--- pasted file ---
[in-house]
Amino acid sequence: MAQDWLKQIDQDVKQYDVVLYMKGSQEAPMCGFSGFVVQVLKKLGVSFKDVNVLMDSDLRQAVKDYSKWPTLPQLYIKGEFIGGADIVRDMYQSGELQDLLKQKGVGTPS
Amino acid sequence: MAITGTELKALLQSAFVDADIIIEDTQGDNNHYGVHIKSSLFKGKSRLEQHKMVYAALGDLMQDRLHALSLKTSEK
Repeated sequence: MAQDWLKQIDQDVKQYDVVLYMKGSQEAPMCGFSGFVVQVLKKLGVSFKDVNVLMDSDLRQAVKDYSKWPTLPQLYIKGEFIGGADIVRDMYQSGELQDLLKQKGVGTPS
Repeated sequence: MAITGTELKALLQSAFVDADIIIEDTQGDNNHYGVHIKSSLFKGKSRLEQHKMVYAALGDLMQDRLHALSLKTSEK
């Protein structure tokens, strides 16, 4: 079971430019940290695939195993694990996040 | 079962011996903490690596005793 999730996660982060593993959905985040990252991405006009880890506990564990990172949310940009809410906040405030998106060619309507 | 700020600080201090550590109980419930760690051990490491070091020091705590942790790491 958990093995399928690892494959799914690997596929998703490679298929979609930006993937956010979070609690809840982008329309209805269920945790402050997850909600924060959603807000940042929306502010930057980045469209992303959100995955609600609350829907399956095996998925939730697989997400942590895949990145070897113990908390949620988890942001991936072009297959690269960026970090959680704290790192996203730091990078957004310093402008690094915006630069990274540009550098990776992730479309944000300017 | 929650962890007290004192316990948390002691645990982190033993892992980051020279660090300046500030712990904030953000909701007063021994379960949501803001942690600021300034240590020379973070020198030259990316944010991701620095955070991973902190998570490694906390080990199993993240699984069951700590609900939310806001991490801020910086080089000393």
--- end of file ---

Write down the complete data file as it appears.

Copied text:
[in-house]
Amino acid sequence: MAQDWLKQIDQDVKQYDVVLYMKGSQEAPMCGFSGFVVQVLKKLGVSFKDVNVLMDSDLRQAVKDYSKWPTLPQLYIKGEFIGGADIVRDMYQSGELQDLLKQKGVGTPS
Amino acid sequence: MAITGTELKALLQSAFVDADIIIEDTQGDNNHYGVHIKSSLFKGKSRLEQHKMVYAALGDLMQDRLHALSLKTSEK
Repeated sequence: MAQDWLKQIDQDVKQYDVVLYMKGSQEAPMCGFSGFVVQVLKKLGVSFKDVNVLMDSDLRQAVKDYSKWPTLPQLYIKGEFIGGADIVRDMYQSGELQDLLKQKGVGTPS
Repeated sequence: MAITGTELKALLQSAFVDADIIIEDTQGDNNHYGVHIKSSLFKGKSRLEQHKMVYAALGDLMQDRLHALSLKTSEK
């Protein structure tokens, strides 16, 4: 079971430019940290695939195993694990996040 | 079962011996903490690596005793 999730996660982060593993959905985040990252991405006009880890506990564990990172949310940009809410906040405030998106060619309507 | 700020600080201090550590109980419930760690051990490491070091020091705590942790790491 958990093995399928690892494959799914690997596929998703490679298929979609930006993937956010979070609690809840982008329309209805269920945790402050997850909600924060959603807000940042929306502010930057980045469209992303959100995955609600609350829907399956095996998925939730697989997400942590895949990145070897113990908390949620988890942001991936072009297959690269960026970090959680704290790192996203730091990078957004310093402008690094915006630069990274540009550098990776992730479309944000300017 | 929650962890007290004192316990948390002691645990982190033993892992980051020279660090300046500030712990904030953000909701007063021994379960949501803001942690600021300034240590020379973070020198030259990316944010991701620095955070991973902190998570490694906390080990199993993240699984069951700590609900939310806001991490801020910086080089000393």